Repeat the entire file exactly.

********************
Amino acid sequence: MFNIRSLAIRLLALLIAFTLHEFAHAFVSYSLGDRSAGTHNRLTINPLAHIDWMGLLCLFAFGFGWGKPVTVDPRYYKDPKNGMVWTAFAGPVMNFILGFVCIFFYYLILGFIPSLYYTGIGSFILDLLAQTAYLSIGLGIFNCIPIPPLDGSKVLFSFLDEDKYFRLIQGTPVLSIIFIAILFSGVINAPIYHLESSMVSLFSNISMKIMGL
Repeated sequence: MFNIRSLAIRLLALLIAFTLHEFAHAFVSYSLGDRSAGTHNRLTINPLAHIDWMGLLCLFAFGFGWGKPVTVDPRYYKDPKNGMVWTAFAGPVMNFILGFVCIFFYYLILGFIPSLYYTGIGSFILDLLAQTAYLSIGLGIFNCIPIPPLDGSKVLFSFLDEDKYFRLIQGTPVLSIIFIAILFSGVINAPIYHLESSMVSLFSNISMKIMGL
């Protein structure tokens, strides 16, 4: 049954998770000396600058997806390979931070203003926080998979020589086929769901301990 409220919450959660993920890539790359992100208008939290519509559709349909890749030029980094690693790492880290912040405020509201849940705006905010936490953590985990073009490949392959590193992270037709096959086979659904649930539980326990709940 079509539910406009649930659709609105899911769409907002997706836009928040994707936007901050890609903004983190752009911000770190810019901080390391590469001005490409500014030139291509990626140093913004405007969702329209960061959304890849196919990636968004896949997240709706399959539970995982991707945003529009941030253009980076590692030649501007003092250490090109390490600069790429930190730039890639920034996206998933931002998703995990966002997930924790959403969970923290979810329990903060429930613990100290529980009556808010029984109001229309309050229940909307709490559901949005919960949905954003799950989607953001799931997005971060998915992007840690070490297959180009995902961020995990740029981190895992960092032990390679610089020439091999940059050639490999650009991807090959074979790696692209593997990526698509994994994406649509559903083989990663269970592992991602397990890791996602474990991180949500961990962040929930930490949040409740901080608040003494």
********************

Amino acid sequence: MFNIRSLAIRLLALLIAFTLHEFAHAFVSYSLGDRSAGTHNRLTINPLAHIDWMGLLCLFAFGFGWGKPVTVDPRYYKDPKNGMVWTAFAGPVMNFILGFVCIFFYYLILGFIPSLYYTGIGSFILDLLAQTAYLSIGLGIFNCIPIPPLDGSKVLFSFLDEDKYFRLIQGTPVLSIIFIAILFSGVINAPIYHLESSMVSLFSNISMKIMGL
Repeated sequence: MFNIRSLAIRLLALLIAFTLHEFAHAFVSYSLGDRSAGTHNRLTINPLAHIDWMGLLCLFAFGFGWGKPVTVDPRYYKDPKNGMVWTAFAGPVMNFILGFVCIFFYYLILGFIPSLYYTGIGSFILDLLAQTAYLSIGLGIFNCIPIPPLDGSKVLFSFLDEDKYFRLIQGTPVLSIIFIAILFSGVINAPIYHLESSMVSLFSNISMKIMGL
């Protein structure tokens, strides 16, 4: 049954998770000396600058997806390979931070203003926080998979020589086929769901301990 409220919450959660993920890539790359992100208008939290519509559709349909890749030029980094690693790492880290912040405020509201849940705006905010936490953590985990073009490949392959590193992270037709096959086979659904649930539980326990709940 079509539910406009649930659709609105899911769409907002997706836009928040994707936007901050890609903004983190752009911000770190810019901080390391590469001005490409500014030139291509990626140093913004405007969702329209960061959304890849196919990636968004896949997240709706399959539970995982991707945003529009941030253009980076590692030649501007003092250490090109390490600069790429930190730039890639920034996206998933931002998703995990966002997930924790959403969970923290979810329990903060429930613990100290529980009556808010029984109001229309309050229940909307709490559901949005919960949905954003799950989607953001799931997005971060998915992007840690070490297959180009995902961020995990740029981190895992960092032990390679610089020439091999940059050639490999650009991807090959074979790696692209593997990526698509994994994406649509559903083989990663269970592992991602397990890791996602474990991180949500961990962040929930930490949040409740901080608040003494």